The Greek Tragedy Is Just a Sneak Preview of What's Coming to Washington
by Ron Holland
by Ron Holland
Previously by Ron Holland: The 10 Step Final Countdown to Retirement Plan Nationalization
"The current European debt crisis likely will not end until the euro collapses as a currency and takes the entire European Union with it."
~ Dennis Gartman, hedge fund manager and writer of The Gartman Letter
I was just in Greece, where the stupidity and venality of the political class are in full view.
The coming repudiation of Greek debt and the credit contagion that will spread among the weaker members of the European Union, including the UK, will ultimately slop over onto the U.S. But while we wait, the process will bring us the answer to a long-simmering question. Will the European Union be a supra-state ruling the formerly independent nations of Europe or will it be a confederation of quasi-independent sovereign nations?
The Eurocrat elites want a union of European nations with one central bank, one currency and just one flag that really matters, all molded to fit the American model. I believe Europe would be far better off as a confederation of sovereign states that allows competition among individual national currencies. Some countries might even revert to backing their national currency with gold. It's amazing how responsible institutions become when they're forced to compete.
Even with national currencies, there still would be room for the euro, which the European Central Bank might make convertible into gold. Remember, Germany knows more about the catastrophe of runaway sovereign debt and currency collapse than any other nation in the West, and today they lead Europe and the European Union.
Although the euro has lost 16% of its value in the last 120 days, I expect it to survive the sovereign debt crisis. But the euro zone may shrink as Greece and the other fiscally weak governments replace the euro with national currencies that they can inflate whenever convenient. That would leave the euro as the currency of choice for a few strong, wealthy and fiscally conservative nations like Germany — the countries most likely to welcome a gold-backed currency.
We are now living through the violent end of the age of fiat paper money and thoughtless government debt. In the future, the desire for a secure store of value and medium of exchange is going to force currency competition. Even the U.S. dollar, following hyperinflation and a run on our American national debt, could be reborn as a gold-backed currency.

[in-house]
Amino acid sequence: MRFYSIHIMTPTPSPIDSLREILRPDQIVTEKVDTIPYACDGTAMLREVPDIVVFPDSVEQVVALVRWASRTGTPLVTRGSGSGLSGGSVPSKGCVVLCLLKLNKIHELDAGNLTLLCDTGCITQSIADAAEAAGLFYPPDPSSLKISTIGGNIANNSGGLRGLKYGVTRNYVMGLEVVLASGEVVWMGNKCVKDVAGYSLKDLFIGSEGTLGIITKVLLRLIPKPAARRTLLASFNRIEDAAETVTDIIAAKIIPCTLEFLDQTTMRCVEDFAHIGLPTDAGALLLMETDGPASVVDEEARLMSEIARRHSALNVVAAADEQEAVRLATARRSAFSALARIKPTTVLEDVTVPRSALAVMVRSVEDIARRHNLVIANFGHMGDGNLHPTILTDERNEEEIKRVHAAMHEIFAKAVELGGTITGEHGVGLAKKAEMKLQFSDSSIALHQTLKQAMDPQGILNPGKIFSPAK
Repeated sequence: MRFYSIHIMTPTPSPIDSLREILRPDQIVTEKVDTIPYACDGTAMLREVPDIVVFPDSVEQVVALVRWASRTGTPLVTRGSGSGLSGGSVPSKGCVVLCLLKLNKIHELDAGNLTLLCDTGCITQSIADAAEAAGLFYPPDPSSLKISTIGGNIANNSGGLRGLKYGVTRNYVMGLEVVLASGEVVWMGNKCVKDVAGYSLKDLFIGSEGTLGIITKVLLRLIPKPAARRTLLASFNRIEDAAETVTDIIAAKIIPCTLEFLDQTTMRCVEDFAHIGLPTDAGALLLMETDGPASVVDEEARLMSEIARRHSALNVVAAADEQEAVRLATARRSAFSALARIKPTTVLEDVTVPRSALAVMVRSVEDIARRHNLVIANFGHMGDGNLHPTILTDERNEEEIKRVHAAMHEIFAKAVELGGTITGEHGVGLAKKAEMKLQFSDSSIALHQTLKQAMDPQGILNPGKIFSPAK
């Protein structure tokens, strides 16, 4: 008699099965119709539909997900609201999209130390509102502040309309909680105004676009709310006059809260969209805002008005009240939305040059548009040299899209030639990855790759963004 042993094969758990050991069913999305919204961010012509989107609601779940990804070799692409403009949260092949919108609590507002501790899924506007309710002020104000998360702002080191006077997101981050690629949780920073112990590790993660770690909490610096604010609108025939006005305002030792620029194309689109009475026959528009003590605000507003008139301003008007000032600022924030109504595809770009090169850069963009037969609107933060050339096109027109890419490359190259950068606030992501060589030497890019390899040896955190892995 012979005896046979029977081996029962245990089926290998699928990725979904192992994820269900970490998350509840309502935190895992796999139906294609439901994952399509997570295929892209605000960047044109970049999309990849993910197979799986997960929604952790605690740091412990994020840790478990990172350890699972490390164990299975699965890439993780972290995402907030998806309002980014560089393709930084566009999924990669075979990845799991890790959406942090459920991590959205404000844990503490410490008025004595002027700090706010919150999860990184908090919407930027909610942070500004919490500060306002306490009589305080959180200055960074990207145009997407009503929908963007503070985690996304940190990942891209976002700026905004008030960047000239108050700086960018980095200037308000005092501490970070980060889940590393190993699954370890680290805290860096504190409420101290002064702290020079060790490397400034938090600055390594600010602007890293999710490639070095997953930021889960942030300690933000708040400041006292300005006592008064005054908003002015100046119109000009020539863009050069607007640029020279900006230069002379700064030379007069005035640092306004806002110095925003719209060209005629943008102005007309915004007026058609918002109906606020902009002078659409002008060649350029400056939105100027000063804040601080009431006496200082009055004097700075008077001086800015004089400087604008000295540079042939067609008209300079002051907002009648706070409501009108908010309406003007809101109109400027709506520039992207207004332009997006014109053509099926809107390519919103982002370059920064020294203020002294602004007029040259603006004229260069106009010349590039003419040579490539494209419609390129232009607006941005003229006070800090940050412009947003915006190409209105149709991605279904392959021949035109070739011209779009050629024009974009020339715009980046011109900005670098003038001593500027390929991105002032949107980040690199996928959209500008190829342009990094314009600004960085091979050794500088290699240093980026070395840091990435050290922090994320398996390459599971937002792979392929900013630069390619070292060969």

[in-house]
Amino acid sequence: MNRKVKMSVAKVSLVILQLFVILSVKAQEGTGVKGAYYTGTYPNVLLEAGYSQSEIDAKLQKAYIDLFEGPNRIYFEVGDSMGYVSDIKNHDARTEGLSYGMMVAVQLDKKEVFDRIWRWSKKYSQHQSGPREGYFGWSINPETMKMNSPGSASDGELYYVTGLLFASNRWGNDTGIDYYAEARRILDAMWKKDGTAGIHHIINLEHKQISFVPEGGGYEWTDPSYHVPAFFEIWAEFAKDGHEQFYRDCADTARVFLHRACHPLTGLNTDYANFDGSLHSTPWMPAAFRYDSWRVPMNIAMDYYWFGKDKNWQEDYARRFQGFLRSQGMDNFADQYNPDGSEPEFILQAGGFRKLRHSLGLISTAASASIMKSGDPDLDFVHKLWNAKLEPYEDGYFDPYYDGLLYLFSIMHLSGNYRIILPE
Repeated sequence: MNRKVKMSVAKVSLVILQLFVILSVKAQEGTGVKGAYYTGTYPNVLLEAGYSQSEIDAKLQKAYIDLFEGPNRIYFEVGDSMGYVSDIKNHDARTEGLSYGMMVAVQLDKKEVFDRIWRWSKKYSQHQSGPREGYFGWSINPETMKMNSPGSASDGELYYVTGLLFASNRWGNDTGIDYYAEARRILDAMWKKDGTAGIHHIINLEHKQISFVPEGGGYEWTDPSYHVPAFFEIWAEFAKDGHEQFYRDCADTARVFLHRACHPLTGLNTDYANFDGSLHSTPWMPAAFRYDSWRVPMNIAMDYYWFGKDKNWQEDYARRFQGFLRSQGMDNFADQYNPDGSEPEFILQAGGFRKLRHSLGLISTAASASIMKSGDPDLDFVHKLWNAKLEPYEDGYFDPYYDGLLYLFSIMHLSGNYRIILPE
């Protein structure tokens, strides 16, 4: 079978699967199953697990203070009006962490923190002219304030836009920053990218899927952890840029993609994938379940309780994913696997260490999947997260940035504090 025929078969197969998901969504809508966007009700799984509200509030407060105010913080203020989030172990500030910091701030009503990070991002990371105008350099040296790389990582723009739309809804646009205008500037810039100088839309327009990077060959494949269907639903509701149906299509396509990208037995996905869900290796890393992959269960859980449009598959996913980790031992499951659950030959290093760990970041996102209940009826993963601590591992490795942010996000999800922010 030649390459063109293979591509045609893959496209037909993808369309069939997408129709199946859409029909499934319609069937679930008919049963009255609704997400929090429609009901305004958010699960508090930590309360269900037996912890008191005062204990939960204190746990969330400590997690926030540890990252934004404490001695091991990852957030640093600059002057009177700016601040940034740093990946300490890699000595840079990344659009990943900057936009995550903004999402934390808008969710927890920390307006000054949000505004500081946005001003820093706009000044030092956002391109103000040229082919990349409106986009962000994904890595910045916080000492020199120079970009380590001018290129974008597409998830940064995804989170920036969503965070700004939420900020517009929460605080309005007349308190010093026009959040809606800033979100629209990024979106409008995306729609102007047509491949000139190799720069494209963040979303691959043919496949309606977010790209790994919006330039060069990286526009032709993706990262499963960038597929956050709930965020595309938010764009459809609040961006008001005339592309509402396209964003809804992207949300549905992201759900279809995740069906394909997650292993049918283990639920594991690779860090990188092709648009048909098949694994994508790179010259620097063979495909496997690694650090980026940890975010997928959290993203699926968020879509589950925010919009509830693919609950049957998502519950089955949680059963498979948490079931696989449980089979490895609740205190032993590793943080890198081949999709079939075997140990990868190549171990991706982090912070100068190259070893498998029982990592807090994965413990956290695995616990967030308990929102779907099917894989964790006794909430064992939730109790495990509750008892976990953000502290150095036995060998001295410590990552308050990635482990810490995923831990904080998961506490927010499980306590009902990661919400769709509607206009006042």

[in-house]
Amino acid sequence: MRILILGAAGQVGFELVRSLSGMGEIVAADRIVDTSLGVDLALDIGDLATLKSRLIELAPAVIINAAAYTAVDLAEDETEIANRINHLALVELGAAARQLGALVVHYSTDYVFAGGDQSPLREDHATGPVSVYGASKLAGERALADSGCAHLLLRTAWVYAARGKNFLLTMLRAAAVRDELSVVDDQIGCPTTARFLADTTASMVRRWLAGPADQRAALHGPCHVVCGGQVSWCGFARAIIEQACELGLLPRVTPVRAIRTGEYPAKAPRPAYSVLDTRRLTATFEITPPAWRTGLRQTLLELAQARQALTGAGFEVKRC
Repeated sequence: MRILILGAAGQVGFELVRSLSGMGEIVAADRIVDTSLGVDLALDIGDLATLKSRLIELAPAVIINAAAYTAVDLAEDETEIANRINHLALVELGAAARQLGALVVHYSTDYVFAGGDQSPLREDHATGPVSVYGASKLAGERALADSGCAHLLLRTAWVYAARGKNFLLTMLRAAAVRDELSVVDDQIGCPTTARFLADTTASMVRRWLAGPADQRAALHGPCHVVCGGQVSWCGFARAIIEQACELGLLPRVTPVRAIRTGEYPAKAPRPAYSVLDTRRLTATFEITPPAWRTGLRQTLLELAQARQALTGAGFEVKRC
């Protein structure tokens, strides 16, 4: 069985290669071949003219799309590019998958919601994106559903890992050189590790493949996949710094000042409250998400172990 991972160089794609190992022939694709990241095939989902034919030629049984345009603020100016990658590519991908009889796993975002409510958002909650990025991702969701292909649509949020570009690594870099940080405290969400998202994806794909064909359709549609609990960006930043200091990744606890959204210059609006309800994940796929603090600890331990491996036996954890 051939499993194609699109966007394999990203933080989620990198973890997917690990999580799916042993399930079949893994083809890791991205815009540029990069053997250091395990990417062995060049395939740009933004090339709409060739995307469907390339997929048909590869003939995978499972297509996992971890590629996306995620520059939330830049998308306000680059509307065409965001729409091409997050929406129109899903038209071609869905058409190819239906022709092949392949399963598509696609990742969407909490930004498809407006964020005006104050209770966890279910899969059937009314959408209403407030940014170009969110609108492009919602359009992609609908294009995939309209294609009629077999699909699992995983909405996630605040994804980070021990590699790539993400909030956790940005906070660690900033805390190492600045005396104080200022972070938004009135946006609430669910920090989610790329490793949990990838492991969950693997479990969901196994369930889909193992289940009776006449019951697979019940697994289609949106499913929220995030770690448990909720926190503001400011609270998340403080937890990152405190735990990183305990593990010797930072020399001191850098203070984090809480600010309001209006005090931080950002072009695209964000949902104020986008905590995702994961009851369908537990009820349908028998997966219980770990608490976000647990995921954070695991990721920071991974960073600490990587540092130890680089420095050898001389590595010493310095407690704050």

But the transition will be full of hazards that could touch you in a very painful way. Where will bankrupt Washington get the gold to provide a credible cushion for a new currency following a hyperinflationary collapse? The special hazard for American citizens is that the government will get the gold it needs by taking it from them.
But between now and then, prepare for some tough times, and expect periods of dollar strength vs. the euro and even the Swiss franc. There is no official link between the franc and the euro, but the euro tugs on the decisions of the Swiss National Bank, since Switzerland trades predominately with the EU countries. The Swiss franc won't move as violently down and up as the euro's big swings, but it will track the general direction.
Americans should use their recently stronger dollars to add to holdings of Swiss francs, of securely stored offshore gold and of mining shares, along with some Asian investments. With trillions in unfunded liabilities for Social Security and Medicare, Washington's debt load is far greater than the burden that is now crushing the governments of Greece and the other PIIGS countries. The dollar's current strength will prove transient.
Eventually the sovereign debt crisis will also come to the U.K. and then to the U.S., with disastrous results. The tragedy in Greece today is just a glimpse of what will happen to the sovereign debt of the United States. It will come to America, and it will come on its own schedule, so be prepared.
This article originally appeared in "Swiss Confidential."
May 19, 2010
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